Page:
That feeling of gut-dropping panic – and then its abeyance

I’ve always heard to “wait on the Lord.”  That those who do will run but not faint.  They will rise up on wings like eagles.  I never understood any of it.  But then I heard this story about how mother eagles teach their young to fly.  Eagles nest way up there in the mountains, on cliffs and crags.  You can’t just throw the babies over the edge and hope they learn on the way down.  Except, that is exactly what mother eagles do.

Then, something amazing happens.

No, the babies don’t magically fly on the first try.  Because, like everything in life, you can only learn by doing.  What does happen is even more cool:  the mothers catch them.  On their backs.  They fly up under their young and catch them.  Then they fly them back to the nest until the next series of flying lessons.  (I’m not crying – YOU’RE crying!)

In this scenario, we are the baby eagles.  Falling and terrified.  Because how is this possibly going to end well?  I’m dying.  Right now.  I’m falling and dying and no one cares.  My own mother pushed me out of the nest to fall to my death.

And then: a swoop and a save.  A gentle catch.  And I’m rising again, impossibly alive.

That’s what happened to me today.  I’m not going to lie.  I’ve been pretty suicidal these last few days.  I felt the ground rushing up to meet me.  Financial stress, loneliness, the divorce, living in a rental with lots of mold, not much mental bandwidth to focus on a larger purpose, not knowing what to do with my life or where to live or even if it’s all worth the effort.

Things have happened today to make me think that all these problems are conquerable.  As I was on my knees thanking God for His Providence, I realized that this is exactly what we are waiting on when we wait on the Lord:  his awesome Providence.  His swoop and catch.

It has been so tempting the last few days to rage and demand.  To try to force things to work.  My car is in the shop.  I’m low on groceries.  Low on funds (less than a dollar in the account yesterday evening with the electric bill due today).  The trash needs to be taken to the collection point.

I told my friend Quinn, “I need to take my trash out, but I don’t have my car!”  He said, “So just wait until you get your car back.”  As a person of action, I found this answer annoying.  I mean, I could call and impose on my neighbors, couldn’t I?  Shouldn’t I?  But I decided to wait.

And now today, I got an offer not only from the Honda dealer of  a loaner car, but also an offer from my mom of a ride to take me to the Honda dealer (which is over an hour away from me, two and half from her) to pick up said loaner car.

It’s not just that.  Plans for the future are taking shape and coalescing out of the swirling darkness of nothing that I thought was my future.  Ways of making them happen financially are kind of becoming clear, too.

I feel like God let me fall an exceptionally long way this time.  But I also feel like I had the most practice at learning to fly.  I mean, I can’t fly.  Don’t get me wrong.  It’s not over.  I may be on God’s back right now, hanging out, enjoying the ride, gaining a little altitude.  But I know I’ll be dropped – over and over and over.  And it’s going to suck each time.  The ground will rush up to meet me, and I will probably panic every freaking time until this life is over.  Except.  Maybe?  Maybe I won’t.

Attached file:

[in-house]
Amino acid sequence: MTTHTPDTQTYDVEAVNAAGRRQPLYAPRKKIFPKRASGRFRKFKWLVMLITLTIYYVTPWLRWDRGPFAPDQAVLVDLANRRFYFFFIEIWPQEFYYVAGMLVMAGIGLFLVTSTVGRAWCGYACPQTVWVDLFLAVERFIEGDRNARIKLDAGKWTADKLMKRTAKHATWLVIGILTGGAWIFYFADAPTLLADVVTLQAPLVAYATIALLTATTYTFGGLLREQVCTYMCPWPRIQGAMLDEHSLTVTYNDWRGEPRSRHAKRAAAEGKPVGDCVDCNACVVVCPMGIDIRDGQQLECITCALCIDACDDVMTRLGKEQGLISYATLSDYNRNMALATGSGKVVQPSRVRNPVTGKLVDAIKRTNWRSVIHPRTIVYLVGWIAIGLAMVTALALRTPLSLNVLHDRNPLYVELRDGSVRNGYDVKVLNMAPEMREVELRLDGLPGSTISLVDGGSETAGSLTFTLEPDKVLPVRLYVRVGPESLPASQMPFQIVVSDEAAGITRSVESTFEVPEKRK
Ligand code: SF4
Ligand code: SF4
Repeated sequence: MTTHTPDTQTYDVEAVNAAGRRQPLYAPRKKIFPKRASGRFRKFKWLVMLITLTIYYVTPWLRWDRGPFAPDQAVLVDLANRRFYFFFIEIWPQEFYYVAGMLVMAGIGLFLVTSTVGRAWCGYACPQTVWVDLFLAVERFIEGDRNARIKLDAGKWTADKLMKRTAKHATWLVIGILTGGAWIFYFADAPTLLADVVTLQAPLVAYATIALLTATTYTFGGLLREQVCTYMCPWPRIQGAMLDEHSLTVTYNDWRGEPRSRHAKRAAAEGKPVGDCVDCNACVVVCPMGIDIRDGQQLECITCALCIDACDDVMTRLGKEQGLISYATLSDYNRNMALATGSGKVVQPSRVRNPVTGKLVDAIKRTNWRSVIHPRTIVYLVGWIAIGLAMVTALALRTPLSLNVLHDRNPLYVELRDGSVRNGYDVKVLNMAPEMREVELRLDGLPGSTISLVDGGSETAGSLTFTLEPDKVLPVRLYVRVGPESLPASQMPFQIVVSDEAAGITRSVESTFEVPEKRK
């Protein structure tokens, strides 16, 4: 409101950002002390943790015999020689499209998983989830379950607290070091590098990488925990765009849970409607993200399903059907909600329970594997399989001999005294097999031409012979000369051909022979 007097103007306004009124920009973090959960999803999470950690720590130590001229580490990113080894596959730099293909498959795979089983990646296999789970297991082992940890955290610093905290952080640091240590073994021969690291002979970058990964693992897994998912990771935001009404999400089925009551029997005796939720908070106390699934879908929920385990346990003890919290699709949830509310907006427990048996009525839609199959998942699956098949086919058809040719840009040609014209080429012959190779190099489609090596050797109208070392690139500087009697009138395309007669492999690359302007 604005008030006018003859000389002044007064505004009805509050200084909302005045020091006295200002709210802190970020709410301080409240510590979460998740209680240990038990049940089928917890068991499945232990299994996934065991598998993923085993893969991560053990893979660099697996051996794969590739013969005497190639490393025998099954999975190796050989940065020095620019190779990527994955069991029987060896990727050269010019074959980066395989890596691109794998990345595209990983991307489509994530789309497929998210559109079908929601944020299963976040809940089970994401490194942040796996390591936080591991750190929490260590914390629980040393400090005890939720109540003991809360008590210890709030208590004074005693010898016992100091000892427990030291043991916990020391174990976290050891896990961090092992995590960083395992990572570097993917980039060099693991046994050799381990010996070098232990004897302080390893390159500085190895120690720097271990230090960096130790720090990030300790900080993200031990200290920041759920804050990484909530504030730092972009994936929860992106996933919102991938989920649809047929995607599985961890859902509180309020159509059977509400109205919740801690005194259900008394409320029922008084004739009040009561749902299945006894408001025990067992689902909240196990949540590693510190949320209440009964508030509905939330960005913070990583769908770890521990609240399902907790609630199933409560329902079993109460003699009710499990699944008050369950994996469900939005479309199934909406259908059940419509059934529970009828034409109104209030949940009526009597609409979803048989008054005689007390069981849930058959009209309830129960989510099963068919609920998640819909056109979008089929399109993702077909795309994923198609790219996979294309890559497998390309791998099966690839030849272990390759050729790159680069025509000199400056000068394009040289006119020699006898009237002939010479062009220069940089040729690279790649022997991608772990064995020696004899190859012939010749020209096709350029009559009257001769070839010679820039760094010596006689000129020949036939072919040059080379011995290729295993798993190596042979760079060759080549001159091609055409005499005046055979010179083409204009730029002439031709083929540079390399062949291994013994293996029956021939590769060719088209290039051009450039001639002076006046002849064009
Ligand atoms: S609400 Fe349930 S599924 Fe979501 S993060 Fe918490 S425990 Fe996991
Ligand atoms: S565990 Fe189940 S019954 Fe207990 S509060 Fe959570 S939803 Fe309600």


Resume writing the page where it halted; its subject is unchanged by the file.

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3 thoughts on “That feeling of gut-dropping panic – and then its abeyance

  1. I was a single Mom for eleven years. I remember counting pennies so I could take my kids to the movie. This is how we did it. I popped popcorn at the house, plus got the soft drinks, and the candy. We went to the dollar movie and when the lights went out, I brought out the bag I had all the stuff in and that was our snacks at the movie. I was never on welfare nor food stamps. I worked two jobs, during the day I worked at a doctor’s office and on weekends I checked groceries. When my kids became of age they had to work. We made it and kids are doing great today.

    Divorce is hard, but it does not “kill” unless we let it. My ex liked the “bottle” also. How wonderful it was for me not to live with a drunk anymore. How wonderful it was for the kids as well. I gave everything to him and never looked back. The night I left I was two weeks out of a hysterectomy. I left in a nightgown and robe, because of the stitches I could not wear clothes.

    I also, before I worked at the grocery store, cleaned nightclubs on weekends. Nothing like a bar after Saturday night drunks. 🙂

    I asked God for one thing, “Lord never let my kids go hungry.” They never did. Some bills were late and some got paid. Sometimes I had a car and sometimes I did not. I never gave up and I never gave up on God. It was hard, hard work, but I never had a better time in my life. Peace was everything to me. So hang in there. Sit down and decide what you want for your life, and get up and do it. You are actually free to do that now, you know! God Bless, SR

    Liked by 1 person

    • Thank you so much for sharing your story. The strength it takes to leave an abusive situation is unfathomable by people who haven’t done it.

      I was first suicidal at age 5 – it’s something I’ve always struggled with. It’s a mental illness – severe bipolar. Bipolar has a high mortality rate, and when adverse life events hit, it’s a dangerous time. It’s difficult for people to understand.

      I think I’m going to make it, though. I mean, so far my success rate for survival is 100%!

      Like

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